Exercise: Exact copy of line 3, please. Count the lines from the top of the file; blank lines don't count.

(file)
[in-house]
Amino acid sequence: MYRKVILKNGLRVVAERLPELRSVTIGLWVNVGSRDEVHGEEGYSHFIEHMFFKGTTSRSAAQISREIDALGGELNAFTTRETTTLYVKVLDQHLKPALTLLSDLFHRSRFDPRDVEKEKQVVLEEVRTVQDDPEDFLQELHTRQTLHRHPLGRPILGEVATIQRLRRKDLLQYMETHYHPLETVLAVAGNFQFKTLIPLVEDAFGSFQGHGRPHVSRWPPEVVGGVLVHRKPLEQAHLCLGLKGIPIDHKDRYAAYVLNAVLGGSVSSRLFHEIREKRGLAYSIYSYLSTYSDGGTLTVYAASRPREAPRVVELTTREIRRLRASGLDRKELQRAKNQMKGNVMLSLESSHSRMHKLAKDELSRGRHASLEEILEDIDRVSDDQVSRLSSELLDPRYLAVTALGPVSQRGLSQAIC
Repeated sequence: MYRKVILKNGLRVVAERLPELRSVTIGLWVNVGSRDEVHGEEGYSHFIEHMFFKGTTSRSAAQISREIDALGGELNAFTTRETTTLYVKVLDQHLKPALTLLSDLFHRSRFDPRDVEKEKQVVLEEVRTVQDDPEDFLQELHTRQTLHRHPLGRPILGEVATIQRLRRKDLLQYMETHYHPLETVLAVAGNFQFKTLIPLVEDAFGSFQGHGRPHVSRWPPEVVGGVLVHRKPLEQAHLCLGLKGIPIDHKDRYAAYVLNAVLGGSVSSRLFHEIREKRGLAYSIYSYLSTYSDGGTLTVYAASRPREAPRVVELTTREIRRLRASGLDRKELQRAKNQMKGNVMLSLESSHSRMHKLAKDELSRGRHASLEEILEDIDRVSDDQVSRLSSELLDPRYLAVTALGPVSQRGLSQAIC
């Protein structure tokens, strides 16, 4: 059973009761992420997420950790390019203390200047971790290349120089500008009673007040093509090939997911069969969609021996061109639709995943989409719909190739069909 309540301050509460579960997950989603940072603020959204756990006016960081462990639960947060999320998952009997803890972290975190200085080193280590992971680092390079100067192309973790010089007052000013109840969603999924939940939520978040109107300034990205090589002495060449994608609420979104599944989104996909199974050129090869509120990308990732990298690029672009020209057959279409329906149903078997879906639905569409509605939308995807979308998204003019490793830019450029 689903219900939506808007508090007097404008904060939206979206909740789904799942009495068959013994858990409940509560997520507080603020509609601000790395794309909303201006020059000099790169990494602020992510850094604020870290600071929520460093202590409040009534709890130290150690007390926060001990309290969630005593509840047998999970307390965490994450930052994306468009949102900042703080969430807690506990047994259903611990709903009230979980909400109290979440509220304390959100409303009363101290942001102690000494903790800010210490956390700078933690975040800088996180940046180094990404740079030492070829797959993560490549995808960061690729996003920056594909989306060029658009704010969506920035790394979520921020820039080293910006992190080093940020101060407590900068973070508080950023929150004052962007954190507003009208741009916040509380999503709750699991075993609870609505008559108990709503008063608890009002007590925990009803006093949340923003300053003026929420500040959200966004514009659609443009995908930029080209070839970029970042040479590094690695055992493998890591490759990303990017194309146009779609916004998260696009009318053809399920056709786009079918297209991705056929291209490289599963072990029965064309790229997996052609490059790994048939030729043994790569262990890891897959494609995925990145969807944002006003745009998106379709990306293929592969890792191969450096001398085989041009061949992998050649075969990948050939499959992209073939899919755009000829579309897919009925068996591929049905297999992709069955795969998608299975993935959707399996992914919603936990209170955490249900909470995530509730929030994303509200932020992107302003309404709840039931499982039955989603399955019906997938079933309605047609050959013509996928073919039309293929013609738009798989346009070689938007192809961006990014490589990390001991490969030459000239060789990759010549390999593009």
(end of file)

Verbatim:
Repeated sequence: MYRKVILKNGLRVVAERLPELRSVTIGLWVNVGSRDEVHGEEGYSHFIEHMFFKGTTSRSAAQISREIDALGGELNAFTTRETTTLYVKVLDQHLKPALTLLSDLFHRSRFDPRDVEKEKQVVLEEVRTVQDDPEDFLQELHTRQTLHRHPLGRPILGEVATIQRLRRKDLLQYMETHYHPLETVLAVAGNFQFKTLIPLVEDAFGSFQGHGRPHVSRWPPEVVGGVLVHRKPLEQAHLCLGLKGIPIDHKDRYAAYVLNAVLGGSVSSRLFHEIREKRGLAYSIYSYLSTYSDGGTLTVYAASRPREAPRVVELTTREIRRLRASGLDRKELQRAKNQMKGNVMLSLESSHSRMHKLAKDELSRGRHASLEEILEDIDRVSDDQVSRLSSELLDPRYLAVTALGPVSQRGLSQAIC